Celebrating the history of thriving communities in Aroostook County

In Aroostook County, we are known for our work ethic, our hospitality and our vast rural landscape. It’s a reputation that reflects both the spirit of our people and our values. As we celebrate the 150th anniversary of Fort Kent, Frenchville and Madawaska, and the 160th anniversary of Caribou, what makes The County special is the people and small businesses that make up our thriving communities.

In Fort Kent, we’ve seen how a close-knit community bands together time and time again to put northern Maine on the map between the Can-Am races, the biathlon, the Muskie Derby and the Ploye Festival. What most people around the state don’t know is that these events are put on almost entirely by volunteers. It’s because of these dedicated volunteers that these events have grown dramatically, attracting visitors from all over the world to northern Maine.

The Can-Am is a terrific example. Each January, the Can-Am attracts thousands to Fort Kent for dog-sled racing and Aroostook County hospitality. It has grown from a program featuring one race with nine teams in 1993 to a program featuring three races with a cap at 30 teams per race today. That is nothing short of extraordinary and it wouldn’t be possible without the volunteers who make it happen.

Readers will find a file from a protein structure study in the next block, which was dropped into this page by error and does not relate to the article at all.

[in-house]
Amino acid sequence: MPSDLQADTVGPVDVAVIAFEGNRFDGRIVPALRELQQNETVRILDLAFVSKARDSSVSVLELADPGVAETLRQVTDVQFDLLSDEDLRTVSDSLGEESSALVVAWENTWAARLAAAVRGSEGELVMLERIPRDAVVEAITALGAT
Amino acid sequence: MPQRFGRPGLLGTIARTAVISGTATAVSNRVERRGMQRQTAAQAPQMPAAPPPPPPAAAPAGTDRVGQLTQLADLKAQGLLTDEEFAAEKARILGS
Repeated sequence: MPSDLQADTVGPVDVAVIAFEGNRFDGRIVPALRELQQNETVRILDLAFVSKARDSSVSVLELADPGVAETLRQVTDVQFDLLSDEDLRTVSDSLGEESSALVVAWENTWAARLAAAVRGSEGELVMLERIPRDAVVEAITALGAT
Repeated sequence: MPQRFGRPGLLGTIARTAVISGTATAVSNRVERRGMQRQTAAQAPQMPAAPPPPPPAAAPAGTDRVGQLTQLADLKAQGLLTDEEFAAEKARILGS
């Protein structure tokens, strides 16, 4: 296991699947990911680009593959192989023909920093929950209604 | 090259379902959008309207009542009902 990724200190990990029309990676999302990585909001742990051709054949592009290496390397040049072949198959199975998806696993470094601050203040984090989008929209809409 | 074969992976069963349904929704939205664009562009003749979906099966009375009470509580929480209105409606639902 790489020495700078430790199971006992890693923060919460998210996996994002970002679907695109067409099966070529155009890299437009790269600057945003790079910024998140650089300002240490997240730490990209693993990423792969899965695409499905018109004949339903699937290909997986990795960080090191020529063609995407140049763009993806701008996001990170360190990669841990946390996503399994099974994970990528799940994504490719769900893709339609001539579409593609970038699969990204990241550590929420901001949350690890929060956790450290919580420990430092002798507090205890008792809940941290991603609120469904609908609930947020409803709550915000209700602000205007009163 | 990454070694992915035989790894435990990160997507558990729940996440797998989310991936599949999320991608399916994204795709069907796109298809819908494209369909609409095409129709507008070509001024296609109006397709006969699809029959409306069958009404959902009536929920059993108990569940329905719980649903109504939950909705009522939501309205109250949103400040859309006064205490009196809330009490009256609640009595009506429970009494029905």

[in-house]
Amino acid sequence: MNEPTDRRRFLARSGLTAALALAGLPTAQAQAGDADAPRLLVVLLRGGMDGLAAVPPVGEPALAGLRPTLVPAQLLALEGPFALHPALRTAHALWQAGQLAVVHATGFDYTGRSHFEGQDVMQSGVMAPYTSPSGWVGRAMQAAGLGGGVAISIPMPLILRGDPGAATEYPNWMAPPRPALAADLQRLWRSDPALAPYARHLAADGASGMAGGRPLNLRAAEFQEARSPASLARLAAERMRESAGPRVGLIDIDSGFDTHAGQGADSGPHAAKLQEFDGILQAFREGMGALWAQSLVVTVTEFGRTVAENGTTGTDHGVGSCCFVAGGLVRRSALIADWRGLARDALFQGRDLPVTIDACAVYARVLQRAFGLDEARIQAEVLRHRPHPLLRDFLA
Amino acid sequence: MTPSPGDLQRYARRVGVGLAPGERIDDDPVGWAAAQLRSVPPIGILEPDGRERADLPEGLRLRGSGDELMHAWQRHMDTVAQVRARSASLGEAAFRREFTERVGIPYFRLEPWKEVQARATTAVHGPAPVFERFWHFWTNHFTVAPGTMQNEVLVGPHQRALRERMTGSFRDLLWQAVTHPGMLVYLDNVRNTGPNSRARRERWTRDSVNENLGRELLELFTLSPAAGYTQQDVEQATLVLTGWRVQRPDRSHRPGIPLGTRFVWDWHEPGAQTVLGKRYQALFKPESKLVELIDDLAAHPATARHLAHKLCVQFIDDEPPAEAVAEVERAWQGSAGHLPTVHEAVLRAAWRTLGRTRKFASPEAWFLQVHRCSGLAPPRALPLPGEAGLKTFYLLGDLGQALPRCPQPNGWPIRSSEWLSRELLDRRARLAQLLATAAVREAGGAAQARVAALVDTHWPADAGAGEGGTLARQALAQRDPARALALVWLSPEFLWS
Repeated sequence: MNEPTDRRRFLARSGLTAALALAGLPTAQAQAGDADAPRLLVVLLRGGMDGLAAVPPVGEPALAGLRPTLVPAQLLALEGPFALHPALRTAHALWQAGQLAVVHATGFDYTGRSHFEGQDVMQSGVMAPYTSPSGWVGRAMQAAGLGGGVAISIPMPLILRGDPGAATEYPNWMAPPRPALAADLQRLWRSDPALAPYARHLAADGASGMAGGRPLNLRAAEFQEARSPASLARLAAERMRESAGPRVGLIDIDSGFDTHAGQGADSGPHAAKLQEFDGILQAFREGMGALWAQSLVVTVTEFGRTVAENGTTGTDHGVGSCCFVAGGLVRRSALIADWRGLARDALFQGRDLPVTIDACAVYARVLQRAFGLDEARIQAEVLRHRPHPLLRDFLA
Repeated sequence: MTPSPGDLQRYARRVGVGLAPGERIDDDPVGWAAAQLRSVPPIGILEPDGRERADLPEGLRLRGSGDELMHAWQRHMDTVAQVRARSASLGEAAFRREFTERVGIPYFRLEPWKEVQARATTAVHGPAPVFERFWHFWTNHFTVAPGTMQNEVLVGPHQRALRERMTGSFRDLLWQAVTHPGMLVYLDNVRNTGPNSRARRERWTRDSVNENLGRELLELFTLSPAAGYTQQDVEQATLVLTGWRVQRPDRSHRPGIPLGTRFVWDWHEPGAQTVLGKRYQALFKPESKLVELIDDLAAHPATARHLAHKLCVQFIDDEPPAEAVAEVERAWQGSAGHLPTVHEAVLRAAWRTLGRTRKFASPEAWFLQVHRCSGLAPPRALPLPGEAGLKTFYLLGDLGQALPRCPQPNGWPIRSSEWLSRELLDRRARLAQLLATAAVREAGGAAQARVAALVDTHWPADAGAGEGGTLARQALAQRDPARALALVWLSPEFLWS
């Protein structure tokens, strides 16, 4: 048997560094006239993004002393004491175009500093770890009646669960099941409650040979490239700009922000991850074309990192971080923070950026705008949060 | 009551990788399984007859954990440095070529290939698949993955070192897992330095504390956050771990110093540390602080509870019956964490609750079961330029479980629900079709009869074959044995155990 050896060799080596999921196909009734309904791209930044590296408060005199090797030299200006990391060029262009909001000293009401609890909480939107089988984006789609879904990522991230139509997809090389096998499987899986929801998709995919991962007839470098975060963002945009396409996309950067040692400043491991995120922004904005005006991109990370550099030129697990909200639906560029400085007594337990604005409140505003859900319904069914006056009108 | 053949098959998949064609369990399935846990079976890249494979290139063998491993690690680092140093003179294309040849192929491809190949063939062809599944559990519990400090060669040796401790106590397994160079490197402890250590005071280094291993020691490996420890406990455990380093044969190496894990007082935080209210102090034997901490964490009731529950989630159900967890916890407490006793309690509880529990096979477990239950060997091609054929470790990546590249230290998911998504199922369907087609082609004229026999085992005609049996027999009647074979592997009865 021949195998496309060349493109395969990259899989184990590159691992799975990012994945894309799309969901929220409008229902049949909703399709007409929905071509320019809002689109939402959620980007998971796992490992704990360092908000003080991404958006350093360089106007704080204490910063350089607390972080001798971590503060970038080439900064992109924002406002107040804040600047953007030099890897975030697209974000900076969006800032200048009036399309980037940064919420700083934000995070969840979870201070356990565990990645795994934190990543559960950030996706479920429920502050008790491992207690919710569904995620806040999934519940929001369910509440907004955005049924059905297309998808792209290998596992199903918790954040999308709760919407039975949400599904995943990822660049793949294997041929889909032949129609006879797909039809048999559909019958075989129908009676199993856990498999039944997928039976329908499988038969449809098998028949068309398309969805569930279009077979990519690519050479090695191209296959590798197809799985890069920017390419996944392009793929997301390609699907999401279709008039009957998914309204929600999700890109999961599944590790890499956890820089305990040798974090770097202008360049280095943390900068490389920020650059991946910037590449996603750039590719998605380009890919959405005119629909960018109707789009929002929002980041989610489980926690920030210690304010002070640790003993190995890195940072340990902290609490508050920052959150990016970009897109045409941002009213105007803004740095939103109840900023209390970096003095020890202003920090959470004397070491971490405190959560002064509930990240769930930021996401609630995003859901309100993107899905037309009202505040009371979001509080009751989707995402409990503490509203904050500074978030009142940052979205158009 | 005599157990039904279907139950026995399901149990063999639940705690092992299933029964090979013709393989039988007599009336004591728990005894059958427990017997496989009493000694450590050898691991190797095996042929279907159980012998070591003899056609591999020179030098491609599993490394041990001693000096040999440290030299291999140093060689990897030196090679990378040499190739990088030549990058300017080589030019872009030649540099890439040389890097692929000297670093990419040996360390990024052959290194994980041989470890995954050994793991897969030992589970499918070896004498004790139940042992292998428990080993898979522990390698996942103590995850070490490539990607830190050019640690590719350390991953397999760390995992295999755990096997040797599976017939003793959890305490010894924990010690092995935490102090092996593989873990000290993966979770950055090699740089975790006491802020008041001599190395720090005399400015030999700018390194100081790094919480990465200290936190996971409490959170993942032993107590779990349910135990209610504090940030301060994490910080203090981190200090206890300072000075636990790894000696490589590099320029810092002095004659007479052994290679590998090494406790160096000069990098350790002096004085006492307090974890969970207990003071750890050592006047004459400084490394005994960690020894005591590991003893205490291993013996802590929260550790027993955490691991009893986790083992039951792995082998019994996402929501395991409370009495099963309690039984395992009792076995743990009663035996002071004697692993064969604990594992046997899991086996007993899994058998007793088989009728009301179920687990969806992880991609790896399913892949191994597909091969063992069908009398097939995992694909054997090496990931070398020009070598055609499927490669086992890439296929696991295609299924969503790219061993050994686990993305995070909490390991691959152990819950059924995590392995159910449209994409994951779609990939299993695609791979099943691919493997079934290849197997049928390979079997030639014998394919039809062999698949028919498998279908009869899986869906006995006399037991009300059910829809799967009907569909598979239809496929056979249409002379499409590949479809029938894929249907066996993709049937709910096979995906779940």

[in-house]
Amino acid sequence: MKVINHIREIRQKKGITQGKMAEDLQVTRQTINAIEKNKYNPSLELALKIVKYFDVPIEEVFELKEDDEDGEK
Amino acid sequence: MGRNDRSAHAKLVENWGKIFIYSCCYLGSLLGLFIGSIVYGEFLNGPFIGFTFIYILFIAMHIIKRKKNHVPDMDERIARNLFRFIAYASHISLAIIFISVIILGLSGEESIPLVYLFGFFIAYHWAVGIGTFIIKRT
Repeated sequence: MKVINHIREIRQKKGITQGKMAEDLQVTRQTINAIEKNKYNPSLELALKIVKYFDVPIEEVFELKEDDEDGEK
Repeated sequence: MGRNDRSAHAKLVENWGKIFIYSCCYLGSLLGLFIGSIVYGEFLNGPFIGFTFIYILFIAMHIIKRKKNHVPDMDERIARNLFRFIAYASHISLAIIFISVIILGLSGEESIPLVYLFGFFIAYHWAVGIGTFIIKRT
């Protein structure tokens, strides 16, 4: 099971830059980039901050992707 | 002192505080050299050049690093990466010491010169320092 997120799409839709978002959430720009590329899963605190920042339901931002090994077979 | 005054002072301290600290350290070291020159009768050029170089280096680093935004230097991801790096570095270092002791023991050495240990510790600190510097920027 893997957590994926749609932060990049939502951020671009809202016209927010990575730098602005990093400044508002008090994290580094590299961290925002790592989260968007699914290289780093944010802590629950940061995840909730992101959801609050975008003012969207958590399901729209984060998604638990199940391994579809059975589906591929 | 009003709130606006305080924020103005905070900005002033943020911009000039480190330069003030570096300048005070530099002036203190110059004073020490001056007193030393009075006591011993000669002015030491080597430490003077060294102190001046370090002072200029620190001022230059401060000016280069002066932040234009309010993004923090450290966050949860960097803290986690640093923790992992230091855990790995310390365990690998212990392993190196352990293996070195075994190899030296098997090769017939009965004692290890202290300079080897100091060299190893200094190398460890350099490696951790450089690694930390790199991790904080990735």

In Madawaska, we have a community that has never forgotten its deep Acadian roots that so many of us share along the St. John River. Each year, the town pulls together to host the annual Acadian Festival, celebrating food, family, community and the Valley’s rich Acadian heritage and history. This year’s celebration was no different, with thousands making the trip to the county to partake in the festivities.

 Part of that Acadian heritage includes the Twin Rivers Paper Mill that has stood had the center of Madawaska for almost a century. Much like the community and forest products industry at large, the mill has evolved with the changing economy, switching ownership on several occasions. It still remains an economic engine for the community and continues the legacy of Maine’s heritage industries. 

Down the road from Madawaska, the Acadian heritage is alive and well in Frenchville, with the majority of residents speaking both French and English at home. I see many similarities between my hometown of Allagash and Frenchville — two small communities with a deep and rich history that have worked so hard to preserve their way of life for generations to come. 

These are just examples of strong communities throughout The County, celebrating 150 years. At the other end of the district, we have Caribou, which celebrates the 160th anniversary of its incorporation as the town of Lyndon. The people of Caribou certainly have a lot to be proud of with their rich agricultural history that continues to support Maine’s potato industry. And  later this month, a Caribou native will venture into space, an amazing feat that the whole community should be proud of.

At the heart of a small state like Maine is our vast network of communities, each with their own identity, character and history. To me, that’s something worth celebrating.

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